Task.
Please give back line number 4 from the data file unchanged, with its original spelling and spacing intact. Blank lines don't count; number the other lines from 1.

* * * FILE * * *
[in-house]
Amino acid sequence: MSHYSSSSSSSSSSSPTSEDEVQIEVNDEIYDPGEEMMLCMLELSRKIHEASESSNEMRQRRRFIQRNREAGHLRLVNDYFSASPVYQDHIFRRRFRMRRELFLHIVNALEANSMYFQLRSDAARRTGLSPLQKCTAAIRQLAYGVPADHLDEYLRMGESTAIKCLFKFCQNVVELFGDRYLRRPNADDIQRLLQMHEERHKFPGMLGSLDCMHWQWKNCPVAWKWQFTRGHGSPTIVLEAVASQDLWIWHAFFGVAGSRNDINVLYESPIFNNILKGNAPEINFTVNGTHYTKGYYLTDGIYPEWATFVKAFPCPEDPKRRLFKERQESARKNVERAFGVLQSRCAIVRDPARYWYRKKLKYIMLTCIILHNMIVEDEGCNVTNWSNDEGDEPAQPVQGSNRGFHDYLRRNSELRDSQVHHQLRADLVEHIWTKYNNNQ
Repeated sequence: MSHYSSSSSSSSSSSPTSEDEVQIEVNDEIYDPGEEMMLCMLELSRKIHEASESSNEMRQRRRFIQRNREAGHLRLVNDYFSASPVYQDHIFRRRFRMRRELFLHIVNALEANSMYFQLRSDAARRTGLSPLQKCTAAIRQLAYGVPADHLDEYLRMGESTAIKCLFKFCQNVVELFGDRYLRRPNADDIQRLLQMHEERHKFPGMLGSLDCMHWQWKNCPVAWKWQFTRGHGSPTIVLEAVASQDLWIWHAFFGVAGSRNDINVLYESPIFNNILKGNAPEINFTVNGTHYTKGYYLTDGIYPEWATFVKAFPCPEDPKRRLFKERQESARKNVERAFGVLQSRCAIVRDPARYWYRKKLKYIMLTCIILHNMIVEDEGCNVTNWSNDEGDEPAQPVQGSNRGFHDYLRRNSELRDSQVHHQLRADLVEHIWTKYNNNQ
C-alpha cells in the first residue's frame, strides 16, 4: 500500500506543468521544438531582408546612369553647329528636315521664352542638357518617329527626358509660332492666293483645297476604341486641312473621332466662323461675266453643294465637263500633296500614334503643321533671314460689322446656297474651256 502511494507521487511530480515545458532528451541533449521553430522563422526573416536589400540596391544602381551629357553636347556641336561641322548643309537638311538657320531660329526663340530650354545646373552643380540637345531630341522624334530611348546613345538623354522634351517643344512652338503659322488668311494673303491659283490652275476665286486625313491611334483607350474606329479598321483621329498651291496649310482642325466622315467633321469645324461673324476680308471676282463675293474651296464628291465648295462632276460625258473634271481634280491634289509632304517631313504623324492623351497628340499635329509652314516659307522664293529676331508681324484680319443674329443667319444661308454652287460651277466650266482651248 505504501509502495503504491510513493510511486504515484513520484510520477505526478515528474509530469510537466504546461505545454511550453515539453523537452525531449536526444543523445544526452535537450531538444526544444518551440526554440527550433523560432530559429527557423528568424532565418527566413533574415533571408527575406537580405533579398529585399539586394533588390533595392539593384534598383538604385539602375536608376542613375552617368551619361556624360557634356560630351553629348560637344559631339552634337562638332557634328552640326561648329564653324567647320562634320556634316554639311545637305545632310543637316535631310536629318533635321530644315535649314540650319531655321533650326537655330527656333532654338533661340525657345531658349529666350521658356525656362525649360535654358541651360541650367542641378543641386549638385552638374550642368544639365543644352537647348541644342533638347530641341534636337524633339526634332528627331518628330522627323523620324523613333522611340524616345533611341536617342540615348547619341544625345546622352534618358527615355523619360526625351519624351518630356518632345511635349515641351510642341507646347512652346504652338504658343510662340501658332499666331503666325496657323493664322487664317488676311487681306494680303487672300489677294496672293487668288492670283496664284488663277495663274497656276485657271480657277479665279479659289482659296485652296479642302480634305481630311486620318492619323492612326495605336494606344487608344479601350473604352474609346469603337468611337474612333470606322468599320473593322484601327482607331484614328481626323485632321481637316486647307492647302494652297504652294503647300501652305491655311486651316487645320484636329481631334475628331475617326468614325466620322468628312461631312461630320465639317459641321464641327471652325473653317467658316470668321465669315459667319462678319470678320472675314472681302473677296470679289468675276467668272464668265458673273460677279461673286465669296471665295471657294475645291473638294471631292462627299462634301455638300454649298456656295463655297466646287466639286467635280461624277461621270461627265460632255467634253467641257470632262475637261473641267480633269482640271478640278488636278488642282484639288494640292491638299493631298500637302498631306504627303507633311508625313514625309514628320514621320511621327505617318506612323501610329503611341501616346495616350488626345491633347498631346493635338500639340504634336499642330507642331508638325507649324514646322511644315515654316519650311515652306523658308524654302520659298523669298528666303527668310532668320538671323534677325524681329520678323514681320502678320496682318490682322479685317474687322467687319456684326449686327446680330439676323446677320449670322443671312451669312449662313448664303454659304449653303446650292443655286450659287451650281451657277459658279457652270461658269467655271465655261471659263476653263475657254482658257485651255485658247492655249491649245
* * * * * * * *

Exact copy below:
C-alpha cells in the first residue's frame, strides 16, 4: 500500500506543468521544438531582408546612369553647329528636315521664352542638357518617329527626358509660332492666293483645297476604341486641312473621332466662323461675266453643294465637263500633296500614334503643321533671314460689322446656297474651256 502511494507521487511530480515545458532528451541533449521553430522563422526573416536589400540596391544602381551629357553636347556641336561641322548643309537638311538657320531660329526663340530650354545646373552643380540637345531630341522624334530611348546613345538623354522634351517643344512652338503659322488668311494673303491659283490652275476665286486625313491611334483607350474606329479598321483621329498651291496649310482642325466622315467633321469645324461673324476680308471676282463675293474651296464628291465648295462632276460625258473634271481634280491634289509632304517631313504623324492623351497628340499635329509652314516659307522664293529676331508681324484680319443674329443667319444661308454652287460651277466650266482651248 505504501509502495503504491510513493510511486504515484513520484510520477505526478515528474509530469510537466504546461505545454511550453515539453523537452525531449536526444543523445544526452535537450531538444526544444518551440526554440527550433523560432530559429527557423528568424532565418527566413533574415533571408527575406537580405533579398529585399539586394533588390533595392539593384534598383538604385539602375536608376542613375552617368551619361556624360557634356560630351553629348560637344559631339552634337562638332557634328552640326561648329564653324567647320562634320556634316554639311545637305545632310543637316535631310536629318533635321530644315535649314540650319531655321533650326537655330527656333532654338533661340525657345531658349529666350521658356525656362525649360535654358541651360541650367542641378543641386549638385552638374550642368544639365543644352537647348541644342533638347530641341534636337524633339526634332528627331518628330522627323523620324523613333522611340524616345533611341536617342540615348547619341544625345546622352534618358527615355523619360526625351519624351518630356518632345511635349515641351510642341507646347512652346504652338504658343510662340501658332499666331503666325496657323493664322487664317488676311487681306494680303487672300489677294496672293487668288492670283496664284488663277495663274497656276485657271480657277479665279479659289482659296485652296479642302480634305481630311486620318492619323492612326495605336494606344487608344479601350473604352474609346469603337468611337474612333470606322468599320473593322484601327482607331484614328481626323485632321481637316486647307492647302494652297504652294503647300501652305491655311486651316487645320484636329481631334475628331475617326468614325466620322468628312461631312461630320465639317459641321464641327471652325473653317467658316470668321465669315459667319462678319470678320472675314472681302473677296470679289468675276467668272464668265458673273460677279461673286465669296471665295471657294475645291473638294471631292462627299462634301455638300454649298456656295463655297466646287466639286467635280461624277461621270461627265460632255467634253467641257470632262475637261473641267480633269482640271478640278488636278488642282484639288494640292491638299493631298500637302498631306504627303507633311508625313514625309514628320514621320511621327505617318506612323501610329503611341501616346495616350488626345491633347498631346493635338500639340504634336499642330507642331508638325507649324514646322511644315515654316519650311515652306523658308524654302520659298523669298528666303527668310532668320538671323534677325524681329520678323514681320502678320496682318490682322479685317474687322467687319456684326449686327446680330439676323446677320449670322443671312451669312449662313448664303454659304449653303446650292443655286450659287451650281451657277459658279457652270461658269467655271465655261471659263476653263475657254482658257485651255485658247492655249491649245